The word originally meant just foot bellows, but its use was later extended to the whole furnace. The two Chinese characters used when the word has the original meaning are 踏鞴 and, besides as tatara, they can be also read as fumifuigo (ふみふいご), or foot bellows.
The word came also to mean the entire building housing the furnace.
The extremely pure steel, or tamahagane (玉鋼), used in the forging of Japanese swords (commonly known as ) by contemporary Japanese forge masters like Kihara Akira and Gassan Sadatoshi is still smelted in a tatara. One of the few remaining tatara is the Nittoho Tatara in Shimane Prefecture, Japan.
The smelting process used is different from that of the modern mass production of steel. A clay vessel about 1.1 meters (4 feet) tall, 3 meters (12 feet) long, and 1.1 meters (4 feet wide) is constructed. This is the tatara. After the clay tub has dried, it is fired until dry. A charcoal fire is started from soft pine charcoal, then the smelter will wait for the fire to reach the correct temperature. At that point he will direct the addition of iron sand known as satetsu. This will be layered in with more charcoal and more iron sand over the next 72 hours. 4 or 5 people need to constantly work on this process. It takes about a week to build the tatara and complete the iron conversion to steel. When the process is done they will break the clay tub and take out the steel bloom known as a kera. At the end of the process the tatara will have consumed about 10 tons of satetsu and 12 tons of charcoal leaving about 2.5 tons of tamahagane.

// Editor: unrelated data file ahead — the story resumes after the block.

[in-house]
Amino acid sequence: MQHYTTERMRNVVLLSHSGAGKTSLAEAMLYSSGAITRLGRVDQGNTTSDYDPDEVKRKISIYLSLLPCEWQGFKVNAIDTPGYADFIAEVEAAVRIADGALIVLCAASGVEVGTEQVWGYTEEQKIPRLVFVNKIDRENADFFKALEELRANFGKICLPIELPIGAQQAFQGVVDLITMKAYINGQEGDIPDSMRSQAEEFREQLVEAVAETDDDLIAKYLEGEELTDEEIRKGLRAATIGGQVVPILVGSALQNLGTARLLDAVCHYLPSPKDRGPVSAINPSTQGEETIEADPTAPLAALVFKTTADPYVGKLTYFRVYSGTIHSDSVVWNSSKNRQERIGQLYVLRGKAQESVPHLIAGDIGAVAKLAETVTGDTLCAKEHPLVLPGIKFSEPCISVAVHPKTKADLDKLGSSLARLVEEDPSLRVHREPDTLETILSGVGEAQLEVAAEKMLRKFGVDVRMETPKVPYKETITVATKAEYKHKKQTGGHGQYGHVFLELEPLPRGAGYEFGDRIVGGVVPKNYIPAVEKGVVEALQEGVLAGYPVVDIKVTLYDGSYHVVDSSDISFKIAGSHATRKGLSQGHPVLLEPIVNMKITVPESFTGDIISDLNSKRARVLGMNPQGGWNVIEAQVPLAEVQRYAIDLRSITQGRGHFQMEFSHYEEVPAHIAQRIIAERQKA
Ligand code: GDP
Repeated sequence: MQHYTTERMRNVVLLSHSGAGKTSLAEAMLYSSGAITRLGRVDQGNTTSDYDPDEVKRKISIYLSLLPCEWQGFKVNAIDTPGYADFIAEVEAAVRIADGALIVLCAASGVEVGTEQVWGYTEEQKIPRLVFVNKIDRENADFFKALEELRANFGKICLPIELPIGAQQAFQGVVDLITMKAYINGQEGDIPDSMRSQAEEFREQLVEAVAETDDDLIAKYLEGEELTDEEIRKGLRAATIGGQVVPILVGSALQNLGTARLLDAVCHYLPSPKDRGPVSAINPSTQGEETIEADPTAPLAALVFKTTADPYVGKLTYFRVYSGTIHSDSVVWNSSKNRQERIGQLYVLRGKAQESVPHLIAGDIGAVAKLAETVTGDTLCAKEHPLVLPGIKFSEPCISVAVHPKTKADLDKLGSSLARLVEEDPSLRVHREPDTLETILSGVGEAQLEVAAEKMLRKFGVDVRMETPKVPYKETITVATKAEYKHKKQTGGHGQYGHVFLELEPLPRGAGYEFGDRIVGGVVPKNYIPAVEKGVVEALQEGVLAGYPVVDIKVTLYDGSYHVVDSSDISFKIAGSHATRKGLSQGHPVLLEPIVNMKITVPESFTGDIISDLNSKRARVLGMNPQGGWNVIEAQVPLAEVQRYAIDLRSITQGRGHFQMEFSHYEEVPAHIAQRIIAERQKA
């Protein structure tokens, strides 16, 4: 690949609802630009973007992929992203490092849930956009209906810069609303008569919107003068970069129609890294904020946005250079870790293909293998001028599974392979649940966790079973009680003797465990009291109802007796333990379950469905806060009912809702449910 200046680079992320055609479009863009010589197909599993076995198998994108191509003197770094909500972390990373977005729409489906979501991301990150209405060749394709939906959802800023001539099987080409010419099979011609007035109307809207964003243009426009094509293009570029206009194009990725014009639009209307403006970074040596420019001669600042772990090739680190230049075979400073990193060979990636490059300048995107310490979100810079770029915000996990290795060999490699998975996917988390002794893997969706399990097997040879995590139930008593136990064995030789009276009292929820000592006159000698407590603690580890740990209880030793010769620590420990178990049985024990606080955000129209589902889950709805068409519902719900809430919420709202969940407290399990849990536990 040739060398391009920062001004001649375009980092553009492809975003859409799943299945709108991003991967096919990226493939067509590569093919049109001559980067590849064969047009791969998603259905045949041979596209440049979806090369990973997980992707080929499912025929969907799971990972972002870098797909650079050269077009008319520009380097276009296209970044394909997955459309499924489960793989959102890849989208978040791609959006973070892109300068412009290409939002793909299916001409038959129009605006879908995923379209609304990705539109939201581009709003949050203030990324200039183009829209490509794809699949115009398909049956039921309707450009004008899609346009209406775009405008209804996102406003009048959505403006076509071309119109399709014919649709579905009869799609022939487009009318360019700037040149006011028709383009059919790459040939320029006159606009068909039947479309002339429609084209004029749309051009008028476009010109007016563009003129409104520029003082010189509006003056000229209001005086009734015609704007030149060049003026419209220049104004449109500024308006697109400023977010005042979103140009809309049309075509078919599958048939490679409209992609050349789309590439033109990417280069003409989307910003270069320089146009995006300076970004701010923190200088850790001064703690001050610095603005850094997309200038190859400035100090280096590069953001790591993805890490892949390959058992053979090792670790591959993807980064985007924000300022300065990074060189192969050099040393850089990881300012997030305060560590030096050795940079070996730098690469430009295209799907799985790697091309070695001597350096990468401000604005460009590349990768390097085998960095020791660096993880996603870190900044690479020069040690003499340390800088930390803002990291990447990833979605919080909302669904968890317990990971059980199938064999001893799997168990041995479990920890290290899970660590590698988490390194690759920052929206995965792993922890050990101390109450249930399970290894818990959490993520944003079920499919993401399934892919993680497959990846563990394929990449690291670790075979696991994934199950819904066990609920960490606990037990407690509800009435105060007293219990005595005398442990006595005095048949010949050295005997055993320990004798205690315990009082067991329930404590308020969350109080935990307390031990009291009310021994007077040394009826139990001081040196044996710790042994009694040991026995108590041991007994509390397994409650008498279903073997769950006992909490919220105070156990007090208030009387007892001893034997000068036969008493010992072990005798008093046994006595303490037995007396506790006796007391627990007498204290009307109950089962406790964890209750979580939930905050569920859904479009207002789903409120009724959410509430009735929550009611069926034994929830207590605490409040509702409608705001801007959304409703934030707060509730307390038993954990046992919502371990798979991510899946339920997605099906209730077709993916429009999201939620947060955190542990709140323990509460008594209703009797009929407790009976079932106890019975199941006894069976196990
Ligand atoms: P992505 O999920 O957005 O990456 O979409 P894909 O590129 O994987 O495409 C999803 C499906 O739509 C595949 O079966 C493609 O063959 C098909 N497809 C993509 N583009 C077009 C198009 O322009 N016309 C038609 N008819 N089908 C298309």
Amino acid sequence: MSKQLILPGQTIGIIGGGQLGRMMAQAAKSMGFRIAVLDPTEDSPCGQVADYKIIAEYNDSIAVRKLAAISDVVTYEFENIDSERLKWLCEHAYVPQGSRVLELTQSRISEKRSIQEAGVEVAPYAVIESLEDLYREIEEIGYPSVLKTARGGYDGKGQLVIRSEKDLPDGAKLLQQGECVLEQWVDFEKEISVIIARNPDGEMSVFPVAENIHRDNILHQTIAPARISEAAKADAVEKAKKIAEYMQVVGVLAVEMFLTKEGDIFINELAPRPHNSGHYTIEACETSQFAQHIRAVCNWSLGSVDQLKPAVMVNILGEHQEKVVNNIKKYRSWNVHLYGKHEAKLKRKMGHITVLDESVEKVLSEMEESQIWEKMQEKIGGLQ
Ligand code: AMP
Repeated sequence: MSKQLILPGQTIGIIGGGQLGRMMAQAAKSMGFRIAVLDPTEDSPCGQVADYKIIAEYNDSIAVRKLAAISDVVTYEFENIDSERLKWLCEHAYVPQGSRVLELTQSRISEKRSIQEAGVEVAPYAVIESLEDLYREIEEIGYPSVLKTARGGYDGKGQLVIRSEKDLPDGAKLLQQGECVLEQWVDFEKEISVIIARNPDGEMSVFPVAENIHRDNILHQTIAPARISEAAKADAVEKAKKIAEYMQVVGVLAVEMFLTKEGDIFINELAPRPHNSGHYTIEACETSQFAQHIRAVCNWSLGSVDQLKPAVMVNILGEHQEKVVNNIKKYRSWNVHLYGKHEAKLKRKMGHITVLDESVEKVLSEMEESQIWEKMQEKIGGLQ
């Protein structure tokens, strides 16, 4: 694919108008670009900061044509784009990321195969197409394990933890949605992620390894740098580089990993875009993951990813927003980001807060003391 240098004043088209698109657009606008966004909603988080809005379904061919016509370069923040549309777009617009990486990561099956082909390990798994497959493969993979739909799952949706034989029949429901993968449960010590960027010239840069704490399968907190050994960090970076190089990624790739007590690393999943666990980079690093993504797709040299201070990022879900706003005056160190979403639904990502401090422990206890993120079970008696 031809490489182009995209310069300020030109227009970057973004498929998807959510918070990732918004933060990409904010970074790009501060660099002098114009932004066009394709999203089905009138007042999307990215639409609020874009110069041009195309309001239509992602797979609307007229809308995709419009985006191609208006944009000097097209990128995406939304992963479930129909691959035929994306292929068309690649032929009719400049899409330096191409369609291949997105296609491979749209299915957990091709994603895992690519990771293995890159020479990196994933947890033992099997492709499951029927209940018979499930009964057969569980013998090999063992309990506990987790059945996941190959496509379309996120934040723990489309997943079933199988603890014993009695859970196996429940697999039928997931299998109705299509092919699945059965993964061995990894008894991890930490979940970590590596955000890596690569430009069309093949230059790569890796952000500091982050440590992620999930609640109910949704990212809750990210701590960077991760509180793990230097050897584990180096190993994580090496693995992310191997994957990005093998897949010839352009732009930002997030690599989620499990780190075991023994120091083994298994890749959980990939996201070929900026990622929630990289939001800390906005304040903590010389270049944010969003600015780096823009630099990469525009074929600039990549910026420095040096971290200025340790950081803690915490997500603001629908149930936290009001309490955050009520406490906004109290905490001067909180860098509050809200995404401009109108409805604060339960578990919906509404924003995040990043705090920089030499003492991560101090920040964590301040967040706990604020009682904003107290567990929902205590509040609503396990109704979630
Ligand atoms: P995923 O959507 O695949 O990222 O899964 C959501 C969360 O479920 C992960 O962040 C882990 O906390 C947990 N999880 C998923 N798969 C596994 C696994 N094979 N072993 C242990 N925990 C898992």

In 1977, the Japanese Society for Preservation of Japanese Art Swords (Nittoho) together with the Japanese government's Agency for Cultural Affairs built in Shimane Prefecture the so-called Nittoho Tatara to provide the steel necessary for the production of Japanese swords. The Nittoho Tatara is operative only during the winter.